Does Your Export Compliance Program Pass Muster?…

By: Jenny Hahn, President

 

Small companies may suddenly find their export compliance programs aren’t up to the expectations of the Departments of State, Directorate of Defense Trade Controls (DDTC) or Commerce, Bureau of Industry and Security (BIS). This is particularly true when you consider the complexity of the Export Control Reform (ECR) initiative, and the significant changes to the US Munitions List (USML) that have occurred or will occur as a result of ECR. Items once controlled under the International Traffic in Arms Regulations (ITAR), may now be controlled under the Export Administration Regulations (EAR), under the so-called “600 Series” ECCNs (Export Control Classification Number), with a totally different set of rules to comply with. Added to that, technical services or assistance related to these now EAR controlled articles may remain controlled under the ITAR, and unknowing or unprepared companies may find their export compliance program woefully deficient.

One of the most common issues small companies face is that the company budget doesn’t provide for dedicated internal export compliance resources and personnel assigned to export compliance may be multi-hatted, and don’t have the time or the right level of training to develop a comprehensive company-wide export compliance program. Often companies only learn that their compliance program is lacking during a US government investigation of matters related to a voluntary disclosure as a result of a violation of the ITAR or the EAR. Below are some examples of things that may require a company to submit a voluntary disclosure:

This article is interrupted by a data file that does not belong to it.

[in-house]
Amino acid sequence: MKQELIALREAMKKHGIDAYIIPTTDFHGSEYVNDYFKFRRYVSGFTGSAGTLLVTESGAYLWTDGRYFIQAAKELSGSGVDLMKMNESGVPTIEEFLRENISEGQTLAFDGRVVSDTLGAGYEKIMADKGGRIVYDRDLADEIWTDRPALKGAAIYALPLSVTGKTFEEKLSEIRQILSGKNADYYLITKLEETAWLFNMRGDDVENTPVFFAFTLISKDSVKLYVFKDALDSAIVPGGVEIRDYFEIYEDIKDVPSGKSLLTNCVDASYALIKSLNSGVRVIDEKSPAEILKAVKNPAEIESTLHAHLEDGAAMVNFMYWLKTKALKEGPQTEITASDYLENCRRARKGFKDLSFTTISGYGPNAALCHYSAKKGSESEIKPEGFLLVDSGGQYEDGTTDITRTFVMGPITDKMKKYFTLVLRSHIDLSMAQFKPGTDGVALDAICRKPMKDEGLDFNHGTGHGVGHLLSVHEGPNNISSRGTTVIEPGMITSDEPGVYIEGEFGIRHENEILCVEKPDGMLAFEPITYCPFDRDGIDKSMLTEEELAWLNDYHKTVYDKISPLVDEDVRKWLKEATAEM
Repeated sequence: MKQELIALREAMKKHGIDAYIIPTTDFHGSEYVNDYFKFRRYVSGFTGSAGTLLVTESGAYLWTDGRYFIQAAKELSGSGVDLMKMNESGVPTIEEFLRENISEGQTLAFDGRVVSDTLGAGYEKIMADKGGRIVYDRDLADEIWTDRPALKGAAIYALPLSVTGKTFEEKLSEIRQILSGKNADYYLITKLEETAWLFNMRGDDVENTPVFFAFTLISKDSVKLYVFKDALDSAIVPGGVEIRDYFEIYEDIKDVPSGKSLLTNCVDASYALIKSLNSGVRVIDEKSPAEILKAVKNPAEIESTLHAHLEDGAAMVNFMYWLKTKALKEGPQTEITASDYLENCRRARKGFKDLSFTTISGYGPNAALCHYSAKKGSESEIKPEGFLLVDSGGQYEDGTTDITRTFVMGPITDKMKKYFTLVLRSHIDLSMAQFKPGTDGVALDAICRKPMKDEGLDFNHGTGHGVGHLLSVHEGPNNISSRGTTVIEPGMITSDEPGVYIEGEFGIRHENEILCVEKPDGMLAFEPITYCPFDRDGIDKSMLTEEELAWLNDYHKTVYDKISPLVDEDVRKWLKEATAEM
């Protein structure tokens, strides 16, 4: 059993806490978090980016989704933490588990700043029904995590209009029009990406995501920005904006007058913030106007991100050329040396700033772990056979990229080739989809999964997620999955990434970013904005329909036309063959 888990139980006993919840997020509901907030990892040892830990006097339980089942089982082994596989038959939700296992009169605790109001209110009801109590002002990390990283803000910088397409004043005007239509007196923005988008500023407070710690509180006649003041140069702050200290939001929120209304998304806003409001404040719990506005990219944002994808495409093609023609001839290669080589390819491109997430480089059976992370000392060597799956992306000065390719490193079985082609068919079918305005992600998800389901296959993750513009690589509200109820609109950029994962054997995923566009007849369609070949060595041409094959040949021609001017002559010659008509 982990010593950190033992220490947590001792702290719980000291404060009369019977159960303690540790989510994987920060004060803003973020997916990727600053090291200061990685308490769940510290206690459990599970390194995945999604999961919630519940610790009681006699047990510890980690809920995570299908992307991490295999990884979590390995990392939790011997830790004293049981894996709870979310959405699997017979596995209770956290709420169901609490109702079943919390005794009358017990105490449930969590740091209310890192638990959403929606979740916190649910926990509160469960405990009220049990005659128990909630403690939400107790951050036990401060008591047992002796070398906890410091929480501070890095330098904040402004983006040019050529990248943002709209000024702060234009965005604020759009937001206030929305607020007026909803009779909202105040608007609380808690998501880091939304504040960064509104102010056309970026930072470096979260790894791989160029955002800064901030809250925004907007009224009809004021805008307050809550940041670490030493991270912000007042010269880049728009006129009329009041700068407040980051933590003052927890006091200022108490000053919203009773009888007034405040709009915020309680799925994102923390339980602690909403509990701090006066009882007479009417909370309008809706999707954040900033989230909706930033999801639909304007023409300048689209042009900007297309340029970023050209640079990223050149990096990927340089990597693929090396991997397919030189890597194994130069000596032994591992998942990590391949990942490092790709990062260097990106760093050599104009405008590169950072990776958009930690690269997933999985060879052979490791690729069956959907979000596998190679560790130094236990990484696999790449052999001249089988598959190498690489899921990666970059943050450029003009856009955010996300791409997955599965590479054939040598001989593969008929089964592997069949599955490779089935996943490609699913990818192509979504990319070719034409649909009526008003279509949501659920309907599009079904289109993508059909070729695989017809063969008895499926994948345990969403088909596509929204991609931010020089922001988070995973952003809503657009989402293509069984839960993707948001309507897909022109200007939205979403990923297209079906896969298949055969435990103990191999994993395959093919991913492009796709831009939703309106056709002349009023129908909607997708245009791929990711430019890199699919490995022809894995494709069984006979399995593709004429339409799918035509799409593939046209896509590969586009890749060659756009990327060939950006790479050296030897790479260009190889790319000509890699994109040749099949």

• The company learns the parts it has been exporting without a license for 10 years are regulated by the ITAR and would have required an ITAR license to ship. The company needs to complete the export of the remainder of the hardware on the purchase order and needs an ITAR authorization to do so;
  • The company has a foreign national employee assigned to perform a manufacturing or engineering related task on an ITAR or EAR 600 series hardware and the company does not have the required authorization from State or Commerce:
  • The company learns that its domestic supplier of ITAR or 600 series hardware has had the part produced offshore in China or another destination without a ITAR/EAR authorization;
  • The company learns that the foreign program it has been providing design assistance on involves a platform on the USML or Commerce Control List (CCL) in a 600 series ECCN;
  • The company is using the cloud for its IT storage and email requirements and learns that its service provider is hosting the data on servers located offshore;
  • The company learns that its foreign partners on an ITAR TAA (Technical Assistance Agreement) are transferring technical data received from your company to subcontractors that are not listed on the TAA;